Recently I was participating in a round of storage rearranging with a client (aka the storage dance) which consisted of temporarily moving the log files to a different drive and verifying the original drive was empty, then handing it over to the network team to remove that drive, add space to the data drive, and then add back a new log drive, followed by me moving the logs back to the log drive.
Not hard work. Ahead of time I reduced the size of the logs so that the copy over and back would take less time, reviewed my list, and made sure we had backup on yet another drive, just in case. Simple though the change was, it was on the server, one that had to be working by 1 am, so I had about a 3 1/2 hour cushion just in case, but the expected outage was an hour.
The work went smoothly. Moved the logs,restarted the service (I’m conservative),the disk change went smoothly, move it all back, and then rebooted (yes, I’m conservative – I want to know I can do a cold start). Starting checking while I resized the logs back up to a decent size, and found one critical service had not started. Hit start, it failed. Fun. Looked in the event log, fairly unhelpful error about FTP not being started. I knew that the service moved files so I suspected it was an internal error and not another service, started looking for clues.
Didn’t take long to get to the config file on disk, and at the end, way way down, was a setting called “running” and it was set to No. Thanks, right? But there was a comment in the file that said it was normally only changed by the application. At that point it made sense, the service had thrown an error due to the database being detached, and rather than continue to poll and throw errors had disabled itself via a configuration file. Not a bad idea, though I’d call it – in hindsight – not fully baked. Adding a line to the event log explaining the action would have made this easy to diagnose, as would an email explaining the same. I set running to Yes and hit start on the service, success!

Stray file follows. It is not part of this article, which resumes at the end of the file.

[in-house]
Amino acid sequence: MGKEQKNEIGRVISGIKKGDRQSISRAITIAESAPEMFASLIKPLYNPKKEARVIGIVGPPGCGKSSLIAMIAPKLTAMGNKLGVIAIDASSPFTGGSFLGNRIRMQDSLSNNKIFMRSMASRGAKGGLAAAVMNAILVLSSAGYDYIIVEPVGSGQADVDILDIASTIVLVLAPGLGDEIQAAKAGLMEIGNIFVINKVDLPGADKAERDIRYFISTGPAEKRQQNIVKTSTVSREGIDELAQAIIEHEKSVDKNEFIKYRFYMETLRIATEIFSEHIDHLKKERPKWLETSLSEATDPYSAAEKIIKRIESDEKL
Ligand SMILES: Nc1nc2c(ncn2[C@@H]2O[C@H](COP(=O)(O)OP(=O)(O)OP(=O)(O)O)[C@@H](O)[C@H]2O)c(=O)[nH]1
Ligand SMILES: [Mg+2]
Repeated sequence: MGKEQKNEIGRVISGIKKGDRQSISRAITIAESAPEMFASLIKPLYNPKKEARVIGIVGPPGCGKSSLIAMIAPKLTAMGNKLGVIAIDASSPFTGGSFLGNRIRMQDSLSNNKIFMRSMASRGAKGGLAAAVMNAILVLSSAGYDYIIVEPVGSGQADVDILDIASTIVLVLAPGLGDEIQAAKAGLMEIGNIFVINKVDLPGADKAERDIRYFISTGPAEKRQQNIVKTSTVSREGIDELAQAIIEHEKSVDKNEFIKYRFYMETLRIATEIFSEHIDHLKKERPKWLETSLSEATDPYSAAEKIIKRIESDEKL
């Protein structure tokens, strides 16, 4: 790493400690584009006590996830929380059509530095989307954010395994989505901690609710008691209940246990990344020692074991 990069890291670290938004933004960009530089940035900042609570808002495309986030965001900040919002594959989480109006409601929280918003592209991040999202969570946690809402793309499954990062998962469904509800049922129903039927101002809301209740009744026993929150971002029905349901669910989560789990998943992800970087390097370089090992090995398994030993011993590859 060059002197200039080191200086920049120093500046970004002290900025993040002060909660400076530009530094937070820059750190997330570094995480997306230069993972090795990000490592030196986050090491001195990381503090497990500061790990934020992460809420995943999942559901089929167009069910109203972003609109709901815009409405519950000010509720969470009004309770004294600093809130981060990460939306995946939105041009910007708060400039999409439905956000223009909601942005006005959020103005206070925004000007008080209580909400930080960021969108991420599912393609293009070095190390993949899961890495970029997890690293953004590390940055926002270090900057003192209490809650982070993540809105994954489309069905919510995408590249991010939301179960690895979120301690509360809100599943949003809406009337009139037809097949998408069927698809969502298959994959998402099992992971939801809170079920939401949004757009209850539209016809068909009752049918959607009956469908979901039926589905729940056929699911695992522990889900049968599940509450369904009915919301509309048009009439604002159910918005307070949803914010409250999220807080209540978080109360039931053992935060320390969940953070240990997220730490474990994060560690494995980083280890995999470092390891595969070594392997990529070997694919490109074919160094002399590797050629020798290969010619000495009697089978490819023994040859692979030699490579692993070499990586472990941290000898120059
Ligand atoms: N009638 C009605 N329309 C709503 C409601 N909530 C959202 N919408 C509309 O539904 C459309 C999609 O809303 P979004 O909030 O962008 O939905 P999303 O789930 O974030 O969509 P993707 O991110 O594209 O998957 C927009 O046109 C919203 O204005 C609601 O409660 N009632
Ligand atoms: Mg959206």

In hindsight I goofed by stopping the service and not disabling it. Without that error we would have been clean in 45 minutes, instead it was another 15 minutes checking and looking to figure things out. I don’t know that I should have anticipated this particular problem, I would just expect the service to fail and quit, or fail and keep failing.
For all that it wasn’t a stressful event for me. I had changed very few things and knew what they were, I had a machine in development that I could check the configuration if needed, and I had the luxury of time. Time to figure it out, time to call support if needed.
One more reminder that even the simplest changes can have unexpected consequences.